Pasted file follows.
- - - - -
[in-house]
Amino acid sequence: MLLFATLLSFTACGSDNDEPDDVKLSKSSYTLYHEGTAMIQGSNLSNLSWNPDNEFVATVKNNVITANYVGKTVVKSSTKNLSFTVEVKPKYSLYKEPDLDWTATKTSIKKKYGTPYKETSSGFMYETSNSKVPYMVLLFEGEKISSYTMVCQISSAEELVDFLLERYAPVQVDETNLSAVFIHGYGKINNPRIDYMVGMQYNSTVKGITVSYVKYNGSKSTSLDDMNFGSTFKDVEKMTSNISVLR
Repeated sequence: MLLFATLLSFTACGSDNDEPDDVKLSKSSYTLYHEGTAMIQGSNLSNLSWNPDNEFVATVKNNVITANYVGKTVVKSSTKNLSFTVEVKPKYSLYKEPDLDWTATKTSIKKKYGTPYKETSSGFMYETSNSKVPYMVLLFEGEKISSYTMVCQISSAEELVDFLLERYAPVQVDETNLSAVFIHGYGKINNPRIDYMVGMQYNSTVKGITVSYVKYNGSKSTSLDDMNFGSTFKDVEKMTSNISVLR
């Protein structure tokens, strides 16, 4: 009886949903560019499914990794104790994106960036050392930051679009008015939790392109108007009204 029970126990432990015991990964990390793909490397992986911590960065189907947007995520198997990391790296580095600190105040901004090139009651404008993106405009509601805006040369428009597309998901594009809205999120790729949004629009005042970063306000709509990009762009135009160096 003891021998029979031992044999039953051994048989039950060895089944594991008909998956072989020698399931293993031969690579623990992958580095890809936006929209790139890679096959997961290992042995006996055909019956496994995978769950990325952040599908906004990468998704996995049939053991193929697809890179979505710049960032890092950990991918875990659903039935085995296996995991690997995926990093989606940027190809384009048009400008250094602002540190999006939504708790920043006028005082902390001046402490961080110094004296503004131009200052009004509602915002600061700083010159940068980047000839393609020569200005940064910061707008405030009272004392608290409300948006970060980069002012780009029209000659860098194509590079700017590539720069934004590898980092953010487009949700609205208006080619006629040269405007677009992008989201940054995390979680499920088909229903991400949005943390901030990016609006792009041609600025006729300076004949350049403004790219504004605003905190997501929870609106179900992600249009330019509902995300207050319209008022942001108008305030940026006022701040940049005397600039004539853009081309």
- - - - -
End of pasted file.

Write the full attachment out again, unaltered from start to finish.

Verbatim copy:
[in-house]
Amino acid sequence: MLLFATLLSFTACGSDNDEPDDVKLSKSSYTLYHEGTAMIQGSNLSNLSWNPDNEFVATVKNNVITANYVGKTVVKSSTKNLSFTVEVKPKYSLYKEPDLDWTATKTSIKKKYGTPYKETSSGFMYETSNSKVPYMVLLFEGEKISSYTMVCQISSAEELVDFLLERYAPVQVDETNLSAVFIHGYGKINNPRIDYMVGMQYNSTVKGITVSYVKYNGSKSTSLDDMNFGSTFKDVEKMTSNISVLR
Repeated sequence: MLLFATLLSFTACGSDNDEPDDVKLSKSSYTLYHEGTAMIQGSNLSNLSWNPDNEFVATVKNNVITANYVGKTVVKSSTKNLSFTVEVKPKYSLYKEPDLDWTATKTSIKKKYGTPYKETSSGFMYETSNSKVPYMVLLFEGEKISSYTMVCQISSAEELVDFLLERYAPVQVDETNLSAVFIHGYGKINNPRIDYMVGMQYNSTVKGITVSYVKYNGSKSTSLDDMNFGSTFKDVEKMTSNISVLR
């Protein structure tokens, strides 16, 4: 009886949903560019499914990794104790994106960036050392930051679009008015939790392109108007009204 029970126990432990015991990964990390793909490397992986911590960065189907947007995520198997990391790296580095600190105040901004090139009651404008993106405009509601805006040369428009597309998901594009809205999120790729949004629009005042970063306000709509990009762009135009160096 003891021998029979031992044999039953051994048989039950060895089944594991008909998956072989020698399931293993031969690579623990992958580095890809936006929209790139890679096959997961290992042995006996055909019956496994995978769950990325952040599908906004990468998704996995049939053991193929697809890179979505710049960032890092950990991918875990659903039935085995296996995991690997995926990093989606940027190809384009048009400008250094602002540190999006939504708790920043006028005082902390001046402490961080110094004296503004131009200052009004509602915002600061700083010159940068980047000839393609020569200005940064910061707008405030009272004392608290409300948006970060980069002012780009029209000659860098194509590079700017590539720069934004590898980092953010487009949700609205208006080619006629040269405007677009992008989201940054995390979680499920088909229903991400949005943390901030990016609006792009041609600025006729300076004949350049403004790219504004605003905190997501929870609106179900992600249009330019509902995300207050319209008022942001108008305030940026006022701040940049005397600039004539853009081309």